‘For first time, Free Media in India faces serious existential threat’

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By Abdul Bari Masoud

New Delhi:  Prominent senior journalists on Wednesday flagged that the media in India never faced such a serious danger to its survival as it does today.

Speaking at an event to mark the Press Club of India’s 64th  Foundation Day, they claimed attempts are being made to muzzle the voice of free media and to make it subservient to the power of the day and the Indian media never experienced such a situation even during the colonial times.

Press Club of India (PCI) was founded in 1959, with Durga Das, the then-chief editor of the Hindustan Times, as president and D R Mankekar as secretary. The club was inaugurated on February 2, 1959 by the then Home Minister Pandit Govind Vallabh Pant.

Former editor Prem Shankar Jha delved upon the issue at length, and stated that the current government is trying everything it can to silence the press. He urged media professionals to battle the government in order to defend the media’s right to freedom of expression and the country’s future.

PCI President Umakant Lakhera remarked that “liberated zones” were being formed where journalists were not allowed admission, pointing out how the current political dispensation prevents journalists from gathering news.

He cited the government’s restriction on journalists’ access to Parliamentary sessions as an example, despite the PCI and other key journalist organisations’ vehement opposition to the measure. Many government offices and institutions, he said, have prohibited journalists from entering.

According to him, the biggest difficulty facing media professionals today is denying journalists’ access to gather news and information.

“Many locales do not allow accredited photojournalists to execute their professional responsibilities.” He said, “How can a photographer capture images for his organisation if he is not allowed to access the development site?” Currently, the Press Information Bureau has around 7,000 journalists on its roster. He stated, “We will sacrifice everything to safeguard media freedom.”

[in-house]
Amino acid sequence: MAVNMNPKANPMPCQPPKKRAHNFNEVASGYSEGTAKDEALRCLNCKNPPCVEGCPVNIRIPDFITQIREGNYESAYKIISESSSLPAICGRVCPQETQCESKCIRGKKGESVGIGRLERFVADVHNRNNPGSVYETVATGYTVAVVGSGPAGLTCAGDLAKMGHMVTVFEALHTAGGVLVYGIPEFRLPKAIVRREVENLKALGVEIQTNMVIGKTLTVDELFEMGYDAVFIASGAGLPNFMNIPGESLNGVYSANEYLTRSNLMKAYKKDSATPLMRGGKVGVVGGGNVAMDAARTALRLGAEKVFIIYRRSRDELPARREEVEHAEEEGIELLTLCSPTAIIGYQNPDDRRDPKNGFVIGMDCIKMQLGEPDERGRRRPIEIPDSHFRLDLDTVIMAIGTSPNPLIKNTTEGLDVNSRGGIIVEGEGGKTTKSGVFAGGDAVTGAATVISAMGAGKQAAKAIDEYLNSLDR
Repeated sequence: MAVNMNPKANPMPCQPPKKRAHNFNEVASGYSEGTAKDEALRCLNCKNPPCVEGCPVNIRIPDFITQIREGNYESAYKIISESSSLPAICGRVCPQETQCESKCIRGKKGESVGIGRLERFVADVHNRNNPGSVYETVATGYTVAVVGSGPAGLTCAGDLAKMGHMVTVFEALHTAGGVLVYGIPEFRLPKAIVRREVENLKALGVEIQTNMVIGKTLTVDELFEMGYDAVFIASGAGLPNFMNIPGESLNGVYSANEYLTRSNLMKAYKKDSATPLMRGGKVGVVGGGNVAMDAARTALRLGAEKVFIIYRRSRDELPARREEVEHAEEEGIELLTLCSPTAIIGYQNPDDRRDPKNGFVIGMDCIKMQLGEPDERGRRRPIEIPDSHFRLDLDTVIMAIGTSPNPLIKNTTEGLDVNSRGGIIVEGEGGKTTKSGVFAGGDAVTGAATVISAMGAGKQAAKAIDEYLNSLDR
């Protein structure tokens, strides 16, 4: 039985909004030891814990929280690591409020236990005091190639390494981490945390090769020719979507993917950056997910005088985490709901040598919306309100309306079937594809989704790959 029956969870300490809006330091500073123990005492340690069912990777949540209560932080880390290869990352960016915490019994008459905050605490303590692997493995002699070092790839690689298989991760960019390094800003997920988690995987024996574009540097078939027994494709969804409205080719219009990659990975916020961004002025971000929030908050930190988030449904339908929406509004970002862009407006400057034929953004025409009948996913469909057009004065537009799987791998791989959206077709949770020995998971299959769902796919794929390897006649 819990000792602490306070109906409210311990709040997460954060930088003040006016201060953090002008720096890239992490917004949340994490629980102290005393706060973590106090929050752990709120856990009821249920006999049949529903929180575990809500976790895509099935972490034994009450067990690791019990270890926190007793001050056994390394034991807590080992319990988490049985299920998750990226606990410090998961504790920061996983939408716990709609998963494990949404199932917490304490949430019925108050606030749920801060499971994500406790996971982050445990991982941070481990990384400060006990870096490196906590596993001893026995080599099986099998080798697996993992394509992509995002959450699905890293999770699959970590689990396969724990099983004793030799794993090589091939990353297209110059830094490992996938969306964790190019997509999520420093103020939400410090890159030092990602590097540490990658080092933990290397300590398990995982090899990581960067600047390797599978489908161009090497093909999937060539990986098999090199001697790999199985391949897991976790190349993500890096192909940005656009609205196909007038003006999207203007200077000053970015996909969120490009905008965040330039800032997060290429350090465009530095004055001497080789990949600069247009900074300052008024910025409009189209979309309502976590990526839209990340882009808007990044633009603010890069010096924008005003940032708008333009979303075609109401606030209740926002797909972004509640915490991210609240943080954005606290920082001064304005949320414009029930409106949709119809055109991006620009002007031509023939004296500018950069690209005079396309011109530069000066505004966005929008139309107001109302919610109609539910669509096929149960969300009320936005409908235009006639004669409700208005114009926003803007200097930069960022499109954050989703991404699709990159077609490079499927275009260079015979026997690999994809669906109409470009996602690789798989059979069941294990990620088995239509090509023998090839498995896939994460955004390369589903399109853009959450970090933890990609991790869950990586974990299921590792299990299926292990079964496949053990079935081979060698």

Lakhera announced to commemorate the club’s foundation day on February 2 every year to keep alive the idea of press freedom in India.

Echoing the same sentiments, PCI Secretary-General Vinay Kumar stressed the importance of media fraternity cooperation in facing today’s issues. PCI, he said, is a sign of journalistic brotherhood that holds us all together.

PCI vice-president Shahid K Abbas explained that the organization’s founders wanted to keep the principle of “Journalism of Courage” alive. But it’s a pity that “journalists are now probing the opposition on subjects they should be challenging the government and ruling party about.”

T R Ramachandran, former bureau chief of The Tribune and ex-president of PCI, said it was difficult to safeguard media freedom because of the government’s unprecedented onslaught. “We must cooperate to safeguard media freedom so that it can carry out its responsibilities freely and fairly,” he urged.

According to Sabina Inderjit, granddaughter of PCI founding president Durga Das, the media in India has never been under such threat as it is now. She called for unity among journalists of all stripes to safeguard media freedom.

Another ex-president of PCI, Gautam Lahiri, stated that the key task at the moment is to protect the sanctity of PCI, which is under assault, and that PCI has always come forward to defend the media anytime it has been threatened.

He urged journalists to put aside their personal differences and work together to preserve PCI from the government’s attack.

Senior journalist S N Sinha said attacks against PCI were being attempted to stifle press freedom in the country, pointing out that it was the Mecca of journalists.

Referring to the closure of Kashmir Press Club in Srinagar, Sinha warned that it was locked on the pretext of differences between two groups of journalists. “There are also people in Delhi talking of the same differences in PCI and trying to shut it down as well,” he pointed out.

Habib Akhtar, a senior Hindi journalist, pointed out that various media organizations have been following retrenchment policy to down size editorial strength as well as a 40% pay cut for existing employees. “This has resulted in joblessness and a lack of income among journalists.” “However, we are unable to address this situation,” he stated.

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